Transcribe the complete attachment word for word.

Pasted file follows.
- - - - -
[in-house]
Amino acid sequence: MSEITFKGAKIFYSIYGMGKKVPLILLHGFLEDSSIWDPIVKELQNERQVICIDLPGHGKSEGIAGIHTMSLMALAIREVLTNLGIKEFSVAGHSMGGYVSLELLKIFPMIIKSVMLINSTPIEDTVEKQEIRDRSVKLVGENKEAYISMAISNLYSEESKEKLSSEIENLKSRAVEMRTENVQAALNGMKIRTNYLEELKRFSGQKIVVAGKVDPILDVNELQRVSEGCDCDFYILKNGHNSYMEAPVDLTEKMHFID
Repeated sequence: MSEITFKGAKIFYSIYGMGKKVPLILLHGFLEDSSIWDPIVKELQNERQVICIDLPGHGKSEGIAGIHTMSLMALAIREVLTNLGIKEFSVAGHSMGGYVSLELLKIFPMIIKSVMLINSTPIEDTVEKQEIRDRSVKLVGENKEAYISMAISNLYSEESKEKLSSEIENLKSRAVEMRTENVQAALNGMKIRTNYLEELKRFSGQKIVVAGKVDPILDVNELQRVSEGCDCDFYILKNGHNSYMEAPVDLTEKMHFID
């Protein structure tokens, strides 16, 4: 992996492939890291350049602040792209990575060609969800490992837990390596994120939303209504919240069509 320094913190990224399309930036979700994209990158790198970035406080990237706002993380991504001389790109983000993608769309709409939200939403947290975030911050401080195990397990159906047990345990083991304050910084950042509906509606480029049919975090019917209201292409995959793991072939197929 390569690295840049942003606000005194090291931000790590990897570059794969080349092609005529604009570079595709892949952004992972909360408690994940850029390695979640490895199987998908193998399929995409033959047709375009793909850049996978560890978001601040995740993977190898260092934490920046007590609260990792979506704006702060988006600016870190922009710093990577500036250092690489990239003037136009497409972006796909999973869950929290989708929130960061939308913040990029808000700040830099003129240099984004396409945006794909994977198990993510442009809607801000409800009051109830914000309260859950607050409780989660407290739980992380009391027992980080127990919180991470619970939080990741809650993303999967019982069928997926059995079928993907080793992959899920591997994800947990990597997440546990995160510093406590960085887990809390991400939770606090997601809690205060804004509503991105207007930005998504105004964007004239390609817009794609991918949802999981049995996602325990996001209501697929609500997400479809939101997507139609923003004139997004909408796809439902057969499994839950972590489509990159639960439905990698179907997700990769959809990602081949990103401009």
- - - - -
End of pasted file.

[in-house]
Amino acid sequence: MSEITFKGAKIFYSIYGMGKKVPLILLHGFLEDSSIWDPIVKELQNERQVICIDLPGHGKSEGIAGIHTMSLMALAIREVLTNLGIKEFSVAGHSMGGYVSLELLKIFPMIIKSVMLINSTPIEDTVEKQEIRDRSVKLVGENKEAYISMAISNLYSEESKEKLSSEIENLKSRAVEMRTENVQAALNGMKIRTNYLEELKRFSGQKIVVAGKVDPILDVNELQRVSEGCDCDFYILKNGHNSYMEAPVDLTEKMHFID
Repeated sequence: MSEITFKGAKIFYSIYGMGKKVPLILLHGFLEDSSIWDPIVKELQNERQVICIDLPGHGKSEGIAGIHTMSLMALAIREVLTNLGIKEFSVAGHSMGGYVSLELLKIFPMIIKSVMLINSTPIEDTVEKQEIRDRSVKLVGENKEAYISMAISNLYSEESKEKLSSEIENLKSRAVEMRTENVQAALNGMKIRTNYLEELKRFSGQKIVVAGKVDPILDVNELQRVSEGCDCDFYILKNGHNSYMEAPVDLTEKMHFID
């Protein structure tokens, strides 16, 4: 992996492939890291350049602040792209990575060609969800490992837990390596994120939303209504919240069509 320094913190990224399309930036979700994209990158790198970035406080990237706002993380991504001389790109983000993608769309709409939200939403947290975030911050401080195990397990159906047990345990083991304050910084950042509906509606480029049919975090019917209201292409995959793991072939197929 390569690295840049942003606000005194090291931000790590990897570059794969080349092609005529604009570079595709892949952004992972909360408690994940850029390695979640490895199987998908193998399929995409033959047709375009793909850049996978560890978001601040995740993977190898260092934490920046007590609260990792979506704006702060988006600016870190922009710093990577500036250092690489990239003037136009497409972006796909999973869950929290989708929130960061939308913040990029808000700040830099003129240099984004396409945006794909994977198990993510442009809607801000409800009051109830914000309260859950607050409780989660407290739980992380009391027992980080127990919180991470619970939080990741809650993303999967019982069928997926059995079928993907080793992959899920591997994800947990990597997440546990995160510093406590960085887990809390991400939770606090997601809690205060804004509503991105207007930005998504105004964007004239390609817009794609991918949802999981049995996602325990996001209501697929609500997400479809939101997507139609923003004139997004909408796809439902057969499994839950972590489509990159639960439905990698179907997700990769959809990602081949990103401009």